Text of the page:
if (!_namespaceManager.SubscriptionExists(TopicName, TopicName + "state1"))
    _namespaceManager.CreateSubscription(TopicName, TopicName + "state1", 
                      new SqlFilter("State='WorkflowState1'"));
if (!_namespaceManager.SubscriptionExists(TopicName, TopicName + "state2"))
    _namespaceManager.CreateSubscription(TopicName, TopicName + "state2", 

                      new SqlFilter("State='WorkflowState2'"));

This allows me to create Topic triggers for the webjob for specific states as follows:

public static void SimpleWorkflowStart(
   [ServiceBusTrigger(TopicName, TopicName + "start")] BrokeredMessage message, TextWriter log)
      log.WriteLine("Workflow Started");

Two things to note with the method above. Firstly, the ServiceBusTrigger requires both the Topic name and the subscription name in order to receive the filtered list of messages. Secondly, by adding the TextWriter you can then send logging information to the dashboard, which is useful when trying to diagnose the webjobs when deployed to Azure.

I then setup a number of other methods for each subscription for each state. This allows me to perform whatever action I wanted to in each state. After carrying out the action I modified the message by changing the state property and then put it back onto the Topic. You can’t use the same brokered message so you either have to copy all the data out of the existing message and create a new one or you can use the Clone method on Brokered message (the easy option Smile).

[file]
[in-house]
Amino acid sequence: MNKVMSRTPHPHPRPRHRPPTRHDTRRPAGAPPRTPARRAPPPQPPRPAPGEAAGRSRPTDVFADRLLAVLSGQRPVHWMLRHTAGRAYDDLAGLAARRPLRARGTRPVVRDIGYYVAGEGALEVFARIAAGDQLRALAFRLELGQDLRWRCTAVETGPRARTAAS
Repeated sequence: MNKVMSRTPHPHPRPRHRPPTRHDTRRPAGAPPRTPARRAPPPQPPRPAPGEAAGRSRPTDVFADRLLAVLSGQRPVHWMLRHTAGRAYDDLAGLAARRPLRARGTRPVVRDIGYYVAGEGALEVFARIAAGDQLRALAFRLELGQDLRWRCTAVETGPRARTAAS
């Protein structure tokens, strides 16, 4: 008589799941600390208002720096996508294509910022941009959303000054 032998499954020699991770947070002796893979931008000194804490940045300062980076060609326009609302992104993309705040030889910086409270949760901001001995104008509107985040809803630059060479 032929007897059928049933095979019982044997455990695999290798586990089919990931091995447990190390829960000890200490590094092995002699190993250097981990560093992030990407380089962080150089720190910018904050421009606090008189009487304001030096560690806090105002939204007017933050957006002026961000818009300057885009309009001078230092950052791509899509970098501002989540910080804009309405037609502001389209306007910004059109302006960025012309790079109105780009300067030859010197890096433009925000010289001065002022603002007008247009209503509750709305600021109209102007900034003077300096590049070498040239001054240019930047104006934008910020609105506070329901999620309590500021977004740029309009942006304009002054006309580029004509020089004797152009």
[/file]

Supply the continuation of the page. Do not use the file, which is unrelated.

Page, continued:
// copied the old message
 BrokeredMessage newMessage = message.Clone();
// change the state
newMessage.Properties["State"] = "WorkflowState2";
TopicClient tc = TopicClient.CreateFromConnectionString(
               ConfigurationManager.ConnectionStrings["ServiceBus"].ConnectionString, TopicName);
// delay sending the message a little
newMessage.ScheduledEnqueueTimeUtc = DateTime.Now.AddSeconds(10);
// send it

In my example I also added a delay to the Enqueue of the message so that I could see things progressing in order. The enqueue time of the message is the delay before the message appears in the subscription. This could be also be used as a delayed trigger if you needed something done after a specific time interval. I also achieve this by adding the data to a Azure SQL db and then using a scheduled webjob to check the db for expired jobs. I created a separate console application for this which looked for messages that were expired due to a specific start date being older than a certain time, sending an email using SendGrid and then marking the record as complete in the db.

Webjobs made the actions easy to do and with the addition of the service bus triggers allowed me to have a fairly simple code structure to carry our a sequence of simple action (which is often what we need to do) without a heavy overhead of a workflow engine. It also utilised a hosting environment that I was already using.